APR or BPR
Agricultural Property Relief (APR) takes precedence over Business Property Relief (BPR). Start by establishing whether APR applies. If it does you then need to look at whether it applies to all of your activities. In these days of diversity you may find that some of your activities qualify for APR and some do not. If some do not you will not necessarily lose APR completely but may find that some part do qualify and some do not. For those that do not you then look at whether those parts qualify for BPR. If that fials you will probably have to pay IHT.
Remember that to qualify for APR the farm must be occupied for the purposes of agriculture throughout a period of 2 years ending with the date of death. The taxpayer must still be engaged in farming at the time of their death with a genuine input into the decision making process by the farmer. (The only alternative is for the farmhouse to be occupied by someone other than the owner and used for farming purposes for at least 7 years.)
All too often the suggestion is well it’s a farm and Mr Jones has been farming it for the last 30 years – the real question to ask is was Mr Jones farming the land for the 2 years prior to his death.
Having jumped that hurdle you can then go on to decide if the various activities can be regarded as farming and the use you make of the outbuildings are they in connection with farming activities
With farmers using so many different ideas about how to make a profit it is impossible to provide a list of everything that might come within this category and therefore benefit from APR. But here are a few activities:
- Hop growing – yes
- Breeding and rearing of horses and grazing of those horses in connection with the activity – maybe (see separate sheet on horses)
- Short rotation coppice e.g willow or poplar – probably
- Reed beds growing naturally and then cut for thatching – no (no tilling sowing or cultivating the land)
- Growing energy crops – yes
- Market gardening – generally no
- Christmas Tress – not if the sole trade as this is classified as Market Gardening but if grown on a farm then yes
- Land let for grazing of horses – no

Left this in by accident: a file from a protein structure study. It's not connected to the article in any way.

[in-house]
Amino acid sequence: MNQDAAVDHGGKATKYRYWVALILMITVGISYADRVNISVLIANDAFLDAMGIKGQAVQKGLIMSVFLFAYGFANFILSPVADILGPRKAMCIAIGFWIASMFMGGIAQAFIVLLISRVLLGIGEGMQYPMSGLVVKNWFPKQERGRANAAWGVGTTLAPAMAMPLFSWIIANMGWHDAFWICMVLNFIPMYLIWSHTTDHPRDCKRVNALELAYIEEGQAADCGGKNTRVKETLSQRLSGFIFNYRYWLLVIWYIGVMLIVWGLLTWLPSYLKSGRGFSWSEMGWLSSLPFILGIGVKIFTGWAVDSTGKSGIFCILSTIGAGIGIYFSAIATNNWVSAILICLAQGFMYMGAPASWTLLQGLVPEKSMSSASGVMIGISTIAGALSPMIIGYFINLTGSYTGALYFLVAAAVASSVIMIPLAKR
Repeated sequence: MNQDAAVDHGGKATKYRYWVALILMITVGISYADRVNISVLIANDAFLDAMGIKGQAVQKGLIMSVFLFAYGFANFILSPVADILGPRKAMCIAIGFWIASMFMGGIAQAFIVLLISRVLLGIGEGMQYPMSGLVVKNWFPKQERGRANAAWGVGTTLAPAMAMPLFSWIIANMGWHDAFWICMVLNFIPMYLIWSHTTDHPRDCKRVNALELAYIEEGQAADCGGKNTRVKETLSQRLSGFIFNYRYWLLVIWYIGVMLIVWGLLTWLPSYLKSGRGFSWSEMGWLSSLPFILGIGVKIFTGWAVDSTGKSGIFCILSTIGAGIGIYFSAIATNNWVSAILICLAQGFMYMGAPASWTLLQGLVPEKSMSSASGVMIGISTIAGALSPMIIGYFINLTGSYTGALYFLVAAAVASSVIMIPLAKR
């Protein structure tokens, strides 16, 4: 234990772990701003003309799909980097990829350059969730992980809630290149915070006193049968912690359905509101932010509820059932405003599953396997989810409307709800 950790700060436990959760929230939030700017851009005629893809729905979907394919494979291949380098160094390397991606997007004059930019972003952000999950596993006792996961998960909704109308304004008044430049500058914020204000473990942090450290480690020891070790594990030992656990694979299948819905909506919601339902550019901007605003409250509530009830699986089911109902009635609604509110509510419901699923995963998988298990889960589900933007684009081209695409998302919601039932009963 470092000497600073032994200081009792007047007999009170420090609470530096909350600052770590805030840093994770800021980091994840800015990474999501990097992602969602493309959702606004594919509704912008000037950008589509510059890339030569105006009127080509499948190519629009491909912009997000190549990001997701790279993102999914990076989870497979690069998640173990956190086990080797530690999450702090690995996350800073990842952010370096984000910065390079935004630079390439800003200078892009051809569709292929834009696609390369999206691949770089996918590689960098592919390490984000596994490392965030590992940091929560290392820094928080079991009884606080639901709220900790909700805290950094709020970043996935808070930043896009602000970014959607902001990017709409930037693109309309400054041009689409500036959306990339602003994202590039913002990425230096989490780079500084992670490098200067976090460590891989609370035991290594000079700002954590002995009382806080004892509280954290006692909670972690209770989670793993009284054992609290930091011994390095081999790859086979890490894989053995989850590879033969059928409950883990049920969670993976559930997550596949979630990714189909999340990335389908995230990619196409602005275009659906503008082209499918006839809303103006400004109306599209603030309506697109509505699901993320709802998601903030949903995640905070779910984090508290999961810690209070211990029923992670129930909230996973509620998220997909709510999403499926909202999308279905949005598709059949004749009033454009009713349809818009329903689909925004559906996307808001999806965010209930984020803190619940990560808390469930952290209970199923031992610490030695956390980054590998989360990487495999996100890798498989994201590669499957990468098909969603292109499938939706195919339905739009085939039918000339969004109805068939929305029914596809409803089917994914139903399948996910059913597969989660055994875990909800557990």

- Cottages let for holiday lets – no
- Long term woodlands – no
- Game shooting or sporting activities – no
The Farm Buildings
The 2006 McKenna case has established a number of principles. Though every case is decided on its merits it may be helpful to set out what did qualify and what did not in that case:
- Dutch barn – allowed
- Dung Stead – disallowed
- Informal Tack Room – disallowed
- Horse Stabling – disallowed
- Storage: seasoned timber for rent – disallowed
- Storage: field troughs, gates, fencing stakes – disallowed
- Storage: creosote, hand tools, farm tools – disallowed
- Storage: cement and blocks for construction – disallowed
- Grain silo – allowed
- Storage of agricultural machinery – allowed
The Farmhouse must be of a ‘character appropriate’ to a farmhouse. So a large house that appears to the taxman to be nearer to a stately home than a farmhouse, or a very large house with insufficient land to enable a profit to be made and pay the running costs of the house could mean you lose APR and you would be unlikely to succeed with a claim for BPR.
Cottages for Agricultural Workers
Where your farm workers are occupying cottages there should be no problem. But if you move your ‘farm’ workers from agricultural activities to ones that do not qualify for APR you may lose the APR on their cottage.
Agricultural land and pasture qualify for APR. This includes woodland and any building used for the intensive rearing of livestock and fish if the woodland or building is is occupied with agricultural land and pasture and occupation is ancillary to that of agricultural land and pasture.
Agricultural Holdings Act 1986 tenancies
The Farm Business Tenancy (FBT) comes with hidden tax disadvantages – no BPR or APR on the Farmhouse and sometimes the contract farming arrangements also came under attack. Where you have a FBT only farm assets can qualify for APR (and then only at 50%) and there will also be no BPR on hope value. Most farmers have, in recent years, tried to end Agricultural Holdings Act 1986 tenancies.